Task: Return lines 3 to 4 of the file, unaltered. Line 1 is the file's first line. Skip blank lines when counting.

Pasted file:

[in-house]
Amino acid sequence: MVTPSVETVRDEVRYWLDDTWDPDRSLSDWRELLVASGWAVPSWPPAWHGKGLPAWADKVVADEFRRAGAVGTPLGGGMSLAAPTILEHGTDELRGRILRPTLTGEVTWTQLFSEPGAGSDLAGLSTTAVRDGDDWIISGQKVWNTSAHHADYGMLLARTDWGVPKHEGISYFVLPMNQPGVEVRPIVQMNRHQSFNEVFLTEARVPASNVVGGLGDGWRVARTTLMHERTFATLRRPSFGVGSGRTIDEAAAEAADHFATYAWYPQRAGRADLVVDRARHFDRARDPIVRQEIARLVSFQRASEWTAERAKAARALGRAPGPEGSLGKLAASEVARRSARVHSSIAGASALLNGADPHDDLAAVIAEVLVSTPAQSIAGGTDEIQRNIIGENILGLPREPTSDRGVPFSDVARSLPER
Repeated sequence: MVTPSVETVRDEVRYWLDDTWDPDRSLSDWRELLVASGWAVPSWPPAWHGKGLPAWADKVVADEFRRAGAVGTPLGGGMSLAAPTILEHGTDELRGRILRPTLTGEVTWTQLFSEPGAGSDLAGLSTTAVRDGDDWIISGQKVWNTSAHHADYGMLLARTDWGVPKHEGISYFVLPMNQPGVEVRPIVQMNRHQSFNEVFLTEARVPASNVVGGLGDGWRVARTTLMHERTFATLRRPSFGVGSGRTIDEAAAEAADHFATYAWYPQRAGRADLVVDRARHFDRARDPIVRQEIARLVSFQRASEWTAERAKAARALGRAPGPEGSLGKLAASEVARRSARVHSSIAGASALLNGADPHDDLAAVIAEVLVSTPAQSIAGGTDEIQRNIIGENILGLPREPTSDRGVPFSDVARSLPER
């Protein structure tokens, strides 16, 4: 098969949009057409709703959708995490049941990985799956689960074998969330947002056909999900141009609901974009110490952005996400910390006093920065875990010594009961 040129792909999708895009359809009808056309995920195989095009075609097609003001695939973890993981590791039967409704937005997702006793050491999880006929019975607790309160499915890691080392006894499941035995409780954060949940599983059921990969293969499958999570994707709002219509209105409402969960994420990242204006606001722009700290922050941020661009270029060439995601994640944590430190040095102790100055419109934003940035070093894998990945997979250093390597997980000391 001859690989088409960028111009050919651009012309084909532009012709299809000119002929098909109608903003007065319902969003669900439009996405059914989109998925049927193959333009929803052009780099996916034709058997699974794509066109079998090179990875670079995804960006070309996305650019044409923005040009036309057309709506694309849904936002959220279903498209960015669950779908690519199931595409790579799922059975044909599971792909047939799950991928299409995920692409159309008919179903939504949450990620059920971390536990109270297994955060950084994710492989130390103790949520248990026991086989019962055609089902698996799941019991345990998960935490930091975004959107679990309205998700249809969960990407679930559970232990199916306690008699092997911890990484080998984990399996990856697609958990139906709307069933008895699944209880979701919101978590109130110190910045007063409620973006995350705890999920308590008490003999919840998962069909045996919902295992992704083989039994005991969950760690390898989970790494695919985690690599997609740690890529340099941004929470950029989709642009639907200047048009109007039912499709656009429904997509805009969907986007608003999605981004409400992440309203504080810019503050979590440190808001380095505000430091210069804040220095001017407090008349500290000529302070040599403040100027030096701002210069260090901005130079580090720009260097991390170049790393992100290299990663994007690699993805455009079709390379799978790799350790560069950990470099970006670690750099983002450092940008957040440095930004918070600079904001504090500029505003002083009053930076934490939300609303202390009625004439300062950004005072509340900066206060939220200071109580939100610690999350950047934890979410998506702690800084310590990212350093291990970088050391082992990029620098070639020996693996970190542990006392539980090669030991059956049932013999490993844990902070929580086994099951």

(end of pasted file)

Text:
Repeated sequence: MVTPSVETVRDEVRYWLDDTWDPDRSLSDWRELLVASGWAVPSWPPAWHGKGLPAWADKVVADEFRRAGAVGTPLGGGMSLAAPTILEHGTDELRGRILRPTLTGEVTWTQLFSEPGAGSDLAGLSTTAVRDGDDWIISGQKVWNTSAHHADYGMLLARTDWGVPKHEGISYFVLPMNQPGVEVRPIVQMNRHQSFNEVFLTEARVPASNVVGGLGDGWRVARTTLMHERTFATLRRPSFGVGSGRTIDEAAAEAADHFATYAWYPQRAGRADLVVDRARHFDRARDPIVRQEIARLVSFQRASEWTAERAKAARALGRAPGPEGSLGKLAASEVARRSARVHSSIAGASALLNGADPHDDLAAVIAEVLVSTPAQSIAGGTDEIQRNIIGENILGLPREPTSDRGVPFSDVARSLPER
């Protein structure tokens, strides 16, 4: 098969949009057409709703959708995490049941990985799956689960074998969330947002056909999900141009609901974009110490952005996400910390006093920065875990010594009961 040129792909999708895009359809009808056309995920195989095009075609097609003001695939973890993981590791039967409704937005997702006793050491999880006929019975607790309160499915890691080392006894499941035995409780954060949940599983059921990969293969499958999570994707709002219509209105409402969960994420990242204006606001722009700290922050941020661009270029060439995601994640944590430190040095102790100055419109934003940035070093894998990945997979250093390597997980000391 001859690989088409960028111009050919651009012309084909532009012709299809000119002929098909109608903003007065319902969003669900439009996405059914989109998925049927193959333009929803052009780099996916034709058997699974794509066109079998090179990875670079995804960006070309996305650019044409923005040009036309057309709506694309849904936002959220279903498209960015669950779908690519199931595409790579799922059975044909599971792909047939799950991928299409995920692409159309008919179903939504949450990620059920971390536990109270297994955060950084994710492989130390103790949520248990026991086989019962055609089902698996799941019991345990998960935490930091975004959107679990309205998700249809969960990407679930559970232990199916306690008699092997911890990484080998984990399996990856697609958990139906709307069933008895699944209880979701919101978590109130110190910045007063409620973006995350705890999920308590008490003999919840998962069909045996919902295992992704083989039994005991969950760690390898989970790494695919985690690599997609740690890529340099941004929470950029989709642009639907200047048009109007039912499709656009429904997509805009969907986007608003999605981004409400992440309203504080810019503050979590440190808001380095505000430091210069804040220095001017407090008349500290000529302070040599403040100027030096701002210069260090901005130079580090720009260097991390170049790393992100290299990663994007690699993805455009079709390379799978790799350790560069950990470099970006670690750099983002450092940008957040440095930004918070600079904001504090500029505003002083009053930076934490939300609303202390009625004439300062950004005072509340900066206060939220200071109580939100610690999350950047934890979410998506702690800084310590990212350093291990970088050391082992990029620098070639020996693996970190542990006392539980090669030991059956049932013999490993844990902070929580086994099951």